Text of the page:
>> So we’re hiring someone entry level for our field. Honesty and integrity is number one because you have to be able to trust who you’re working with and you also have to convey that trust to our publics for our organization.
Writing is a skill set that we depend on heavily, so that’s a ticket to play in terms of getting an interview, getting in the door. I think work ethic is very important in this industry. We work hard. We work long hours sometimes, so you want to know that that person you bring on board is gonna be next to you late at night.
And then large picture strategy. Ultimately, you want to know that, as practitioners, whatever we’re doing ties to the larger organizational goals. And they should be a strong practitioner, but they should also have a little humility to know that we can always learn. So you never want to bring someone on board that’s resistant to constructive feedback, and not able to grow.
What habits in your daily routine strengthen your leadership skills?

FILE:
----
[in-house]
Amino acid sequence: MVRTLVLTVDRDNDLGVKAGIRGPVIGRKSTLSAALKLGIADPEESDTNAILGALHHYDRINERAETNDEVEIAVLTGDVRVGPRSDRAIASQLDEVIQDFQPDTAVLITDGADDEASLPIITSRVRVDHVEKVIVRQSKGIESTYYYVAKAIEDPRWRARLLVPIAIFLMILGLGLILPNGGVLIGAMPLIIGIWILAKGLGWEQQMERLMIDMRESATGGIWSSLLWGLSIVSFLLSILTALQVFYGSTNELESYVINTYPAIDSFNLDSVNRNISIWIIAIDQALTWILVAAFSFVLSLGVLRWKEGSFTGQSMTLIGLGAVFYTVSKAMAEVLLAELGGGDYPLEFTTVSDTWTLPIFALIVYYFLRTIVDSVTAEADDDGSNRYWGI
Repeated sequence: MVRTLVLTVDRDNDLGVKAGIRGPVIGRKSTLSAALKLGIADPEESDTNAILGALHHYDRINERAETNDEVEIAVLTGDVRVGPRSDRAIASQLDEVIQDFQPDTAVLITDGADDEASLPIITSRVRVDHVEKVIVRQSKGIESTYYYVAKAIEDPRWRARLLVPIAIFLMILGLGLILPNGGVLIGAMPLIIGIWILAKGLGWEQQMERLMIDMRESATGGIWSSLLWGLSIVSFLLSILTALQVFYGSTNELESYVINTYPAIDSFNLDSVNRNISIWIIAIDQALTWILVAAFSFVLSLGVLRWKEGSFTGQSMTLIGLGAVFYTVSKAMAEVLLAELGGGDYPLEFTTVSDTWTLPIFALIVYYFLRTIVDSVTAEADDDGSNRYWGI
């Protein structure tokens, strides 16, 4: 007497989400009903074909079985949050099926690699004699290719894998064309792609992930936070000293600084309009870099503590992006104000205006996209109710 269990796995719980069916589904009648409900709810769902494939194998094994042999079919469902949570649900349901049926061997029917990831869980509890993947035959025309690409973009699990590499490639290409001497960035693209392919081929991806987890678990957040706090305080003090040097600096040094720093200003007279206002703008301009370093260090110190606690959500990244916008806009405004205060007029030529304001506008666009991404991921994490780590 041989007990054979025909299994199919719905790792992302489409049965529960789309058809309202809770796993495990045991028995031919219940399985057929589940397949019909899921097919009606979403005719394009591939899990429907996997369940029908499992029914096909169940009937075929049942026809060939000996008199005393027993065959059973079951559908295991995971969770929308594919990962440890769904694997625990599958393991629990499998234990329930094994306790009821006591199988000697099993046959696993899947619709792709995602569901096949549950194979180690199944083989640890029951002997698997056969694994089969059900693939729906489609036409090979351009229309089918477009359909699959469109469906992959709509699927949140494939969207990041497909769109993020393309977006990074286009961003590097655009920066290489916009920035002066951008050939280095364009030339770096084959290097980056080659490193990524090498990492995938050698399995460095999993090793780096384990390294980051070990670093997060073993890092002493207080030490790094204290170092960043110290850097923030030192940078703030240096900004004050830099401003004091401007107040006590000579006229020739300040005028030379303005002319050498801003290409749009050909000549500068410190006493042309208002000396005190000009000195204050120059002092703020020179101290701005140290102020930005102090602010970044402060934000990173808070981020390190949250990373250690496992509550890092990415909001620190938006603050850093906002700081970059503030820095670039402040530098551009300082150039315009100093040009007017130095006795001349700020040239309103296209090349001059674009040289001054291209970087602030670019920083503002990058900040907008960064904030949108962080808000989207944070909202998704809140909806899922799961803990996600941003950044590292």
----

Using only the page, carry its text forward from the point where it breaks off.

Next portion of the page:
>> Something I’ve focused on in my career, to strengthen my leadership skills, is getting better at listening and asking questions to solve a problem. So if a team member comes to me and has a problem I try not to project my answer right away. But instead, listen and gather all the information, ask questions so that we can reach a solution collaboratively instead of just trying to project what I think is the right answer.
Tips on leadership, mentorship and networking.
>> My leadership tip is, to begin with, the end in mind. My mentorship tip is to pay it forward because I think when we pay it forward you’ll never know what the immediate payoff is going be. But I think you get much more of reward down the road.
So my networking tip is to offer mutual value. So often we asked help from our mentors but throughout the years you can help them as well.
Every leader is…
>> Every leader is in a position to make a difference. And I think it’s on each leader to figure out how they can make that difference and do so responsibly.
What’s the lesson that took you the longest to learn?
>> The lesson that took me the longest to learn was not only my strengths but the counteract of those strengths, so. I think you need to know yourself really well and where you can contribute and then also where you may have some shortcomings and how you can lead knowing both your blind spots and your strengths.